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Credit: Isabella Cossu

On August 11, the “Revision to Fall Semester Plans” email brought undergraduate students immense sadness and dismay. Due to the devastating pandemic and its inevitable health concerns, Penn regretfully decided that an in-person semester was not feasible. For incoming first-year students who had spent the last five months facing cancellation after cancellation, this news was just another disappointment exacerbating their already disenchanted spirits. While students undoubtedly understood this decision given the extent of the pandemic, having to spend their first semester confined within their childhood home was not exactly the college experience they envisioned. 

October 30th’s email, however, held very different news. Students rejoiced at the announcement promising a return to campus, eager to reclaim their “lost” college experience. Many, however, remain skeptical. Anything can happen in the next three months, especially as the pandemic rages on. But the benefits of an in-person college experience certainly can not be ignored, especially given the myriad challenges students face in the current online environment.  

Modern education relies heavily on technology, causing students' eyes to remain glued to computer screens for every assignment. Online school only increases one’s screen time as computers are now used for homework and classes. Penn has made efforts to provide a sense of community with College House activities and virtual club meetings, but no one really wants to look at their screen even longer. Although remote learning will remain throughout the spring, the mere act of welcoming students on campus will still do wonders for their mental and physical health. Taking study breaks in Philly (rather than in one’s kitchen) and being immersed in a college community (rather than socializing solely with one’s parents) may not decrease students’ screen time, but will significantly improve their mental state and simultaneously improve their attitudes towards school.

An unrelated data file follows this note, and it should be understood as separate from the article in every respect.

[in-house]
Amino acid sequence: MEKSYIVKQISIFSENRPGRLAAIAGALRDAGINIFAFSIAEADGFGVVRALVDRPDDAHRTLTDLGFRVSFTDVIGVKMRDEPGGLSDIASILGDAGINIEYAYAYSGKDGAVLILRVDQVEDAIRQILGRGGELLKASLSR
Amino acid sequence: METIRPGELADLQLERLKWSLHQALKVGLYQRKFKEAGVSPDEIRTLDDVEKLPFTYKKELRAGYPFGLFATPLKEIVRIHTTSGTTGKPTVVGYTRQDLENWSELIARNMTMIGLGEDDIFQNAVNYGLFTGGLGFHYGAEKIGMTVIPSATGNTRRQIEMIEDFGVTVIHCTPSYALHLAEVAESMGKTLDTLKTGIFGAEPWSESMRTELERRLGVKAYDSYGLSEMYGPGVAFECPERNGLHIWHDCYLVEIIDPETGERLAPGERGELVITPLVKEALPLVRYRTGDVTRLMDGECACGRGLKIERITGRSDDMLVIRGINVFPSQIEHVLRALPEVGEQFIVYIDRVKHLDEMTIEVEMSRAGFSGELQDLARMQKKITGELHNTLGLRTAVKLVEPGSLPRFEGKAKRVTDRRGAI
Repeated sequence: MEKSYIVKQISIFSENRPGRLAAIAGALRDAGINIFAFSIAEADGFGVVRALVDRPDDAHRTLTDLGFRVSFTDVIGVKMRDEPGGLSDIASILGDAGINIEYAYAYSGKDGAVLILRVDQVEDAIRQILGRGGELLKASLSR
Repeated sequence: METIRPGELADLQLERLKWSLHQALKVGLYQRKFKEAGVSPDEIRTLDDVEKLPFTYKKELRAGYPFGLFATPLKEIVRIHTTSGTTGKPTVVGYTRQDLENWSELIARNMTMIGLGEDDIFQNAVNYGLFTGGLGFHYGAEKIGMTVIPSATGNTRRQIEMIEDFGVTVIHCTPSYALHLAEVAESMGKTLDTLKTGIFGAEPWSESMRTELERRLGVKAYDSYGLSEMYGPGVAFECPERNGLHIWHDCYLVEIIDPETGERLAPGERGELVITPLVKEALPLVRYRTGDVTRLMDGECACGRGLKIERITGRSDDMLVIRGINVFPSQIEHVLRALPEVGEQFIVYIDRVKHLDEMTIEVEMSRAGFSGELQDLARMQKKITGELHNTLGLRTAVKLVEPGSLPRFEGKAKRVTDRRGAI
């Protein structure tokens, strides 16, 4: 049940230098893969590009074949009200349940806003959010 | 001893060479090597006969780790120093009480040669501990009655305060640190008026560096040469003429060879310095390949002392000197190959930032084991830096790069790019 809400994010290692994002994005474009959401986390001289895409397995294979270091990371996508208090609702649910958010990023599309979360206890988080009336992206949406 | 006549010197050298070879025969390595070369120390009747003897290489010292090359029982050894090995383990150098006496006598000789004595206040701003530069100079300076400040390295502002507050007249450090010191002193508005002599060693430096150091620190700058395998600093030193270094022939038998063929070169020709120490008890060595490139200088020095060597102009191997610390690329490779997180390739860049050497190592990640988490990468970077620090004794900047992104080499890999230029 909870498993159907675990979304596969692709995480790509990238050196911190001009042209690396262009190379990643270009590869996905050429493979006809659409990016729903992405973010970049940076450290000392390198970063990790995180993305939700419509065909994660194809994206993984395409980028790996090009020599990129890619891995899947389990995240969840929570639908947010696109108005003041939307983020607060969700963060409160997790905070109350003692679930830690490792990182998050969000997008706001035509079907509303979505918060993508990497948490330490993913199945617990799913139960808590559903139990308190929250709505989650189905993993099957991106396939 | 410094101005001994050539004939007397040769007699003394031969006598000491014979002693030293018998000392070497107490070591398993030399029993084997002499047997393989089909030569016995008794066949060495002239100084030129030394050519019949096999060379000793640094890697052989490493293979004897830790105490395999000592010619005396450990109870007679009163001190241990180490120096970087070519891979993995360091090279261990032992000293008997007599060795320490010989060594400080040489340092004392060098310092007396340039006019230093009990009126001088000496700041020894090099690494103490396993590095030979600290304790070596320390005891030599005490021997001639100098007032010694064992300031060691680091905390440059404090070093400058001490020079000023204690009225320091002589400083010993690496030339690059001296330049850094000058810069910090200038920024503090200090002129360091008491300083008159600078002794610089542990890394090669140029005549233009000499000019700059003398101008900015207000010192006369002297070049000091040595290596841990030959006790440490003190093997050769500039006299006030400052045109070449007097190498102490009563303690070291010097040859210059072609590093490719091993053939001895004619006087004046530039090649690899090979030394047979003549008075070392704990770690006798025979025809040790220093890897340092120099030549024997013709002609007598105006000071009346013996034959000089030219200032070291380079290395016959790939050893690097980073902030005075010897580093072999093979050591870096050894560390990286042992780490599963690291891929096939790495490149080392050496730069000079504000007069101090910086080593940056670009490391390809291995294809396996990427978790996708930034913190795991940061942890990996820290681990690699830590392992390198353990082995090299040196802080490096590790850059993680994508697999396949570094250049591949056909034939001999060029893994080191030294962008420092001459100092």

Of course, health takes precedence, but it has been proven possible for college life to function amidst the pandemic. While Penn is surely incomparable to other schools, it is important to look at other universities and evaluate their successes/failures in dealing with the virus. Cornell University, for instance, continues to have low transmission rates despite its large student body. As a student who visited family at Cornell and witnessed their safety procedures in action, I can personally attest to the students’ awareness of the health crisis and their adherence to the restrictions. Penn’s plan of strict mask enforcement, biweekly testing, social distancing, and daily symptom monitoring (which is similar to Cornell’s) therefore has great potential for success.

While the return to campus is risky, it is certainly necessary for both students and the Penn community as a whole. As students celebrate this good news and begin planning for the upcoming semester, we can only hope that another “Revision” email doesn’t appear in our inboxes.  

EMILY CHANG is a College first-year student studying Sociology. Her email address is changem@sas.upenn.edu.

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